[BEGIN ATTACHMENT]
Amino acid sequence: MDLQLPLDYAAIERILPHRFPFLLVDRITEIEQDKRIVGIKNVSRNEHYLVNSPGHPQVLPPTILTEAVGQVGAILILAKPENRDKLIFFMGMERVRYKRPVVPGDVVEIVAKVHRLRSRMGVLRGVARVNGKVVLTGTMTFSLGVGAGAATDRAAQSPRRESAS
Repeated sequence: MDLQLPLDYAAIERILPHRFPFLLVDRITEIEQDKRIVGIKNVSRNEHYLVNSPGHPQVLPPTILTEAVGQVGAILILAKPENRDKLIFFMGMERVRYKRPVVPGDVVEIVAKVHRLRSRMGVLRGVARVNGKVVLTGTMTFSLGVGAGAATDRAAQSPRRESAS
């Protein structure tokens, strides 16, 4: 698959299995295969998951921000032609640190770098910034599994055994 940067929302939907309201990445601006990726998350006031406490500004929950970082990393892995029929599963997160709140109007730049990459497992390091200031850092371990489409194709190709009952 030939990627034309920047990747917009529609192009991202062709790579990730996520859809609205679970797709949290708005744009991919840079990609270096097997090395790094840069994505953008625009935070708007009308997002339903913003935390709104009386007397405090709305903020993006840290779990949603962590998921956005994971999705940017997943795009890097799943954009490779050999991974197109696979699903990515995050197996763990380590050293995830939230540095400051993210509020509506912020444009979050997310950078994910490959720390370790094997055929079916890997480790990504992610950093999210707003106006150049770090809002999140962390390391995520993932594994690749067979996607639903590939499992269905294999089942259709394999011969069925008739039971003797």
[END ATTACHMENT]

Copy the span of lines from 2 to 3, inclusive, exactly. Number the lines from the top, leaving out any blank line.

Repeated sequence: MDLQLPLDYAAIERILPHRFPFLLVDRITEIEQDKRIVGIKNVSRNEHYLVNSPGHPQVLPPTILTEAVGQVGAILILAKPENRDKLIFFMGMERVRYKRPVVPGDVVEIVAKVHRLRSRMGVLRGVARVNGKVVLTGTMTFSLGVGAGAATDRAAQSPRRESAS
């Protein structure tokens, strides 16, 4: 698959299995295969998951921000032609640190770098910034599994055994 940067929302939907309201990445601006990726998350006031406490500004929950970082990393892995029929599963997160709140109007730049990459497992390091200031850092371990489409194709190709009952 030939990627034309920047990747917009529609192009991202062709790579990730996520859809609205679970797709949290708005744009991919840079990609270096097997090395790094840069994505953008625009935070708007009308997002339903913003935390709104009386007397405090709305903020993006840290779990949603962590998921956005994971999705940017997943795009890097799943954009490779050999991974197109696979699903990515995050197996763990380590050293995830939230540095400051993210509020509506912020444009979050997310950078994910490959720390370790094997055929079916890997480790990504992610950093999210707003106006150049770090809002999140962390390391995520993932594994690749067979996607639903590939499992269905294999089942259709394999011969069925008739039971003797």